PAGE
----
Here’s another puzzle I made in preparation for the recent Logic Masters. It’s a Minesweeper Tapa, a type from the Tapa round on the contest.
In other news, results have now been posted: https://logic-masters.de/LM/2018_e_tabelle.php. (It seems linear time bonus really isn’t the right choice where players finish after a fraction of the round: On round 6 I took 3.5 minutes compared to the next player’s 5 minutes, for a factor 1.06 in points.)
Rules Solve as a regular Tapa, except the clues just specify the total number of shaded cells in the surrounding cells, as in Minesweeper.
Posting from the evening after the 2018 German Logic Masters. It went decently well for me, with a third place after the main rounds which means I’m on the A-team again. My results on the two Rätselportal-rounds were bad as expected. On the other hand, finishing that fences sprint round first with quite a margin after 3:15 of 20:00 minutes was great. An unfortunate marking mistake in the final playoffs saw me lose a couple of minutes of time double-checking my correct solution. With no good way to fix this, I ended up fourth with the knowledge that first place was possible.
I made a couple of puzzles to prepare, two of which I’ve published on the Rätselportal already: A Japanese Sums/Masyu hybrid and a hand-constructed (with the help of a friend, thank you!) unclued 5×5 skyscraper blocks that I’m very happy with!
Some more I’ll post here. To start, here’s a The Largest Number. The type was introduced at the 2017 WPC in India. I don’t think I’ve seen one without given numbers before.
Rules Fill the grid with numbers such that each room contains the numbers from 1 to the size of the room. Equal numbers can not be next to each other horizontally or vertically. Circle the largest number in each room. Then also circled numbers can not be next to each other horizontally or vertically.
Here’s a new (?) Sudoku variant. Inspired by Sudoku N from the upcoming Sudoku Mahabharat. The 6×6 example there also solves uniquely by these rules.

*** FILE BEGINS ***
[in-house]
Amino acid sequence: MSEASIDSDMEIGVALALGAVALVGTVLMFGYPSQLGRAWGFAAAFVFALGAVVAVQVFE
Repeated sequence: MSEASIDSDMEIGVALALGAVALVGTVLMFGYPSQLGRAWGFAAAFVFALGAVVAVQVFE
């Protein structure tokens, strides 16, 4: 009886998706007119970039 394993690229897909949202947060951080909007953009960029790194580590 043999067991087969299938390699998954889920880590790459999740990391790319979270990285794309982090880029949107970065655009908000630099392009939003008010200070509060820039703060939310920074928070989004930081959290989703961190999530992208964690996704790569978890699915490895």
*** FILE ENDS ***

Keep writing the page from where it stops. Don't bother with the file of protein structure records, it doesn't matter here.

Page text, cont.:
Rules Solve as a regular Sudoku. Some pairs of numbers are friends. Dots mark all spots where two friends are next to each other.
Another one for the GP. This is a Masyu with the extra rule that unused cells can’t touch by edge.
Solve and check your solution here, or use PZV (but that doesn’t verify the no-touch rule).
We continue with the regular puzzle-a-month-on-the-first-of. Here’s a Skyscraper-Nurikabe, a practice puzzle for the upcoming Indian GP.
Rules Solve as a regular Nurikabe. Additionally, some skyscraper clues are given outside the grid. For these, consider the blocks of adjacent shaded cells within the corresponding row as skyscrapers with height equal to the number of cells in the block.
Or check the instruction booklet which includes an example.
You can solve online (of sorts) and check your code here.
German qualifiers this weekend (English instruction booklet), with puzzles authored by Martin Merker and myself. Here’s a Kompass puzzle that didn’t make the cut because of an ambiguity that turned out to be not too hard to fix (I think!).
The WPC 2017 in Bengaluru is over. Here’s a puzzle from my very thin set of preparation puzzles. It’s from a round with original types that applied the same set of rules “twice over” in a sense.
Rules Solve the grid as a regular skyscrapers puzzle, digits 1 through 5. In addition, small clues in the outer corners are skyscraper clues for the regular skyscraper clues along the outside. These 20 regular syscrapers clues are part of the solution.
For example, the regular skyscraper clues along the left side could be something like 1,3,5,2,2 to satisfy the second-level 3 clue in the top left corner.
Or see the rules of Round 20: Puzzle Fusion in the WPC instruction booklet, available at the WPC page. You can find an example there, too.
You can check your solution and solve online here.